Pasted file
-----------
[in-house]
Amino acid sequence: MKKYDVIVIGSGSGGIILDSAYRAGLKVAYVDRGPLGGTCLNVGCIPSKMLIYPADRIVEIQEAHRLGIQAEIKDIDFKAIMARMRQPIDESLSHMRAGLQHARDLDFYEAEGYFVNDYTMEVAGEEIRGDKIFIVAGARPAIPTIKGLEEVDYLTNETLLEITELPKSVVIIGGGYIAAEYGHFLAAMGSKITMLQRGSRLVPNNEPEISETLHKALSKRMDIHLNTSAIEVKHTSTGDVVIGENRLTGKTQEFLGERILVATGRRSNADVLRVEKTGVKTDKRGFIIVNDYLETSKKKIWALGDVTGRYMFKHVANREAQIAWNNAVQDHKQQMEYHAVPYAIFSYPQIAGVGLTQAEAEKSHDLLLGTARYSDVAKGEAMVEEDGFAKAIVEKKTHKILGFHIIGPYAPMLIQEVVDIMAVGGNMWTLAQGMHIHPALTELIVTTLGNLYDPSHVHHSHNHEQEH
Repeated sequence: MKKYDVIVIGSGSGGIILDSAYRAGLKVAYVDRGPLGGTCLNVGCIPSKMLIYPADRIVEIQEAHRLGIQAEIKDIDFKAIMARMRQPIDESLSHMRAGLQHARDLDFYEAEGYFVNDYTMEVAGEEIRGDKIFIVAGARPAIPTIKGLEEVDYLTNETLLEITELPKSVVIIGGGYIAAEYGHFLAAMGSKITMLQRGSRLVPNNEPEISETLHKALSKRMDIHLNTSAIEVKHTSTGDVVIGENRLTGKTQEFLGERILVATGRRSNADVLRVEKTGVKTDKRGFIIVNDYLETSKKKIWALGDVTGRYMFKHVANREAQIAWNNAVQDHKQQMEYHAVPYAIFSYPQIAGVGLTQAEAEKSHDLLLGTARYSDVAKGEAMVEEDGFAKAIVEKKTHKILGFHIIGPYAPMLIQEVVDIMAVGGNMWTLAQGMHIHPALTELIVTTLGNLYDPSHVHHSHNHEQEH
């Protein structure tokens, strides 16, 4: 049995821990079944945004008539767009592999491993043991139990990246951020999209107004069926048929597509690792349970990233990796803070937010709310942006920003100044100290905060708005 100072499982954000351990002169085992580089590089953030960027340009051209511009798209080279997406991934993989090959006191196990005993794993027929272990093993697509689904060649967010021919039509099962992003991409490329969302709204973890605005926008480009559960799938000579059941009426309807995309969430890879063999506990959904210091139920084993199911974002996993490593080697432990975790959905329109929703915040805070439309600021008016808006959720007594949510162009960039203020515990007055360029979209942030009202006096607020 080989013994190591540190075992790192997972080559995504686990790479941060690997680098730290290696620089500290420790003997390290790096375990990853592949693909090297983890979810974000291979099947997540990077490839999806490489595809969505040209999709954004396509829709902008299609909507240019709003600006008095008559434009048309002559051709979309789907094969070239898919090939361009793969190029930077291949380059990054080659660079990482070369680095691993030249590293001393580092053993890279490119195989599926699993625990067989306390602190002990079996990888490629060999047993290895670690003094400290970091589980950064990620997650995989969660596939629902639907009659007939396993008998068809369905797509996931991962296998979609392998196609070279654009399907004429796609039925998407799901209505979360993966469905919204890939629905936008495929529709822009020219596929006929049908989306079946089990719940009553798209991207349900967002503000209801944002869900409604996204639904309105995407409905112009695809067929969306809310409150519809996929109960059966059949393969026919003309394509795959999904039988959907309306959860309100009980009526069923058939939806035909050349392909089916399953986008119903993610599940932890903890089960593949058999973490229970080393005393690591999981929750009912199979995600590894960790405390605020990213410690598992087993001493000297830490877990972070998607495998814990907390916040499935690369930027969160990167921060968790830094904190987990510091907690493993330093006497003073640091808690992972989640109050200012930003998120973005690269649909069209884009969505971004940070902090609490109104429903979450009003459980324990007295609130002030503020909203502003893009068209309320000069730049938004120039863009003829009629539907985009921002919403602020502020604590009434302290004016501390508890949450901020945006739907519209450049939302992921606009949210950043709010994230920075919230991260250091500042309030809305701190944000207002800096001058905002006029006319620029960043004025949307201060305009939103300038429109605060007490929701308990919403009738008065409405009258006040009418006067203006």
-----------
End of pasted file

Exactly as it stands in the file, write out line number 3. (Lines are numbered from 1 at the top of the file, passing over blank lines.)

Repeated sequence: MKKYDVIVIGSGSGGIILDSAYRAGLKVAYVDRGPLGGTCLNVGCIPSKMLIYPADRIVEIQEAHRLGIQAEIKDIDFKAIMARMRQPIDESLSHMRAGLQHARDLDFYEAEGYFVNDYTMEVAGEEIRGDKIFIVAGARPAIPTIKGLEEVDYLTNETLLEITELPKSVVIIGGGYIAAEYGHFLAAMGSKITMLQRGSRLVPNNEPEISETLHKALSKRMDIHLNTSAIEVKHTSTGDVVIGENRLTGKTQEFLGERILVATGRRSNADVLRVEKTGVKTDKRGFIIVNDYLETSKKKIWALGDVTGRYMFKHVANREAQIAWNNAVQDHKQQMEYHAVPYAIFSYPQIAGVGLTQAEAEKSHDLLLGTARYSDVAKGEAMVEEDGFAKAIVEKKTHKILGFHIIGPYAPMLIQEVVDIMAVGGNMWTLAQGMHIHPALTELIVTTLGNLYDPSHVHHSHNHEQEH